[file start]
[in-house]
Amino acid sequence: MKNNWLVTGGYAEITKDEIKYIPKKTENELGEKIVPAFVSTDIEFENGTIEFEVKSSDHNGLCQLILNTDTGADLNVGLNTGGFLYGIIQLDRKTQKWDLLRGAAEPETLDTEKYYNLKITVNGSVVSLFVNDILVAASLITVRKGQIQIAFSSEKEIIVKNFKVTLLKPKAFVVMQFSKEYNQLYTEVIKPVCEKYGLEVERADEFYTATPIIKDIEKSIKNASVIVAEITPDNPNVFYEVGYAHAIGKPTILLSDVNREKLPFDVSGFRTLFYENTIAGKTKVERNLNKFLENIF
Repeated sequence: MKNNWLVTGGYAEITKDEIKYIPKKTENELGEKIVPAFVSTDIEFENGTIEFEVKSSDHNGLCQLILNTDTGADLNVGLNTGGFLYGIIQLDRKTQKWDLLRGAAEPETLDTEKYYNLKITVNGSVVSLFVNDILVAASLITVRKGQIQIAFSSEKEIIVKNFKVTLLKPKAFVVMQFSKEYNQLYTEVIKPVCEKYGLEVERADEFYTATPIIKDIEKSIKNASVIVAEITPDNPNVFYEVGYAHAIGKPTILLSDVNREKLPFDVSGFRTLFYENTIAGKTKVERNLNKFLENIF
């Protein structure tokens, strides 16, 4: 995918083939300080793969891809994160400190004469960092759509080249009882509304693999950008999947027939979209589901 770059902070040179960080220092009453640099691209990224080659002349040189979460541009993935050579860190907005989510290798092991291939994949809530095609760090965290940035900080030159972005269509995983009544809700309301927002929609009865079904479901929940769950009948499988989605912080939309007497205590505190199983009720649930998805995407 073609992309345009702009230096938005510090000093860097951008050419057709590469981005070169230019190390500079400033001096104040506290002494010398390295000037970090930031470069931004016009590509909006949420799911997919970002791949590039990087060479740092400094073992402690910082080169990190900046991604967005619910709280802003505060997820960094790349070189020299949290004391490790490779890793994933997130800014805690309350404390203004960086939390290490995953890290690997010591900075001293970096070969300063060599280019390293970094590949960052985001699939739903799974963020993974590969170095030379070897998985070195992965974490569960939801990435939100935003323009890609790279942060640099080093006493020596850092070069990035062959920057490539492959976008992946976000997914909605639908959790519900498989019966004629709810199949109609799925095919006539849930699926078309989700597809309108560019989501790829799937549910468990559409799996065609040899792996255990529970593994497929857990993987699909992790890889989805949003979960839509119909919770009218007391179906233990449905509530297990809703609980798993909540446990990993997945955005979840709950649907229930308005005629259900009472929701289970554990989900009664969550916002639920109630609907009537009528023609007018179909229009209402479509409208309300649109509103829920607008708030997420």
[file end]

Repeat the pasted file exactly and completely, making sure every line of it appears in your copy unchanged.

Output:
[in-house]
Amino acid sequence: MKNNWLVTGGYAEITKDEIKYIPKKTENELGEKIVPAFVSTDIEFENGTIEFEVKSSDHNGLCQLILNTDTGADLNVGLNTGGFLYGIIQLDRKTQKWDLLRGAAEPETLDTEKYYNLKITVNGSVVSLFVNDILVAASLITVRKGQIQIAFSSEKEIIVKNFKVTLLKPKAFVVMQFSKEYNQLYTEVIKPVCEKYGLEVERADEFYTATPIIKDIEKSIKNASVIVAEITPDNPNVFYEVGYAHAIGKPTILLSDVNREKLPFDVSGFRTLFYENTIAGKTKVERNLNKFLENIF
Repeated sequence: MKNNWLVTGGYAEITKDEIKYIPKKTENELGEKIVPAFVSTDIEFENGTIEFEVKSSDHNGLCQLILNTDTGADLNVGLNTGGFLYGIIQLDRKTQKWDLLRGAAEPETLDTEKYYNLKITVNGSVVSLFVNDILVAASLITVRKGQIQIAFSSEKEIIVKNFKVTLLKPKAFVVMQFSKEYNQLYTEVIKPVCEKYGLEVERADEFYTATPIIKDIEKSIKNASVIVAEITPDNPNVFYEVGYAHAIGKPTILLSDVNREKLPFDVSGFRTLFYENTIAGKTKVERNLNKFLENIF
């Protein structure tokens, strides 16, 4: 995918083939300080793969891809994160400190004469960092759509080249009882509304693999950008999947027939979209589901 770059902070040179960080220092009453640099691209990224080659002349040189979460541009993935050579860190907005989510290798092991291939994949809530095609760090965290940035900080030159972005269509995983009544809700309301927002929609009865079904479901929940769950009948499988989605912080939309007497205590505190199983009720649930998805995407 073609992309345009702009230096938005510090000093860097951008050419057709590469981005070169230019190390500079400033001096104040506290002494010398390295000037970090930031470069931004016009590509909006949420799911997919970002791949590039990087060479740092400094073992402690910082080169990190900046991604967005619910709280802003505060997820960094790349070189020299949290004391490790490779890793994933997130800014805690309350404390203004960086939390290490995953890290690997010591900075001293970096070969300063060599280019390293970094590949960052985001699939739903799974963020993974590969170095030379070897998985070195992965974490569960939801990435939100935003323009890609790279942060640099080093006493020596850092070069990035062959920057490539492959976008992946976000997914909605639908959790519900498989019966004629709810199949109609799925095919006539849930699926078309989700597809309108560019989501790829799937549910468990559409799996065609040899792996255990529970593994497929857990993987699909992790890889989805949003979960839509119909919770009218007391179906233990449905509530297990809703609980798993909540446990990993997945955005979840709950649907229930308005005629259900009472929701289970554990989900009664969550916002639920109630609907009537009528023609007018179909229009209402479509409208309300649109509103829920607008708030997420």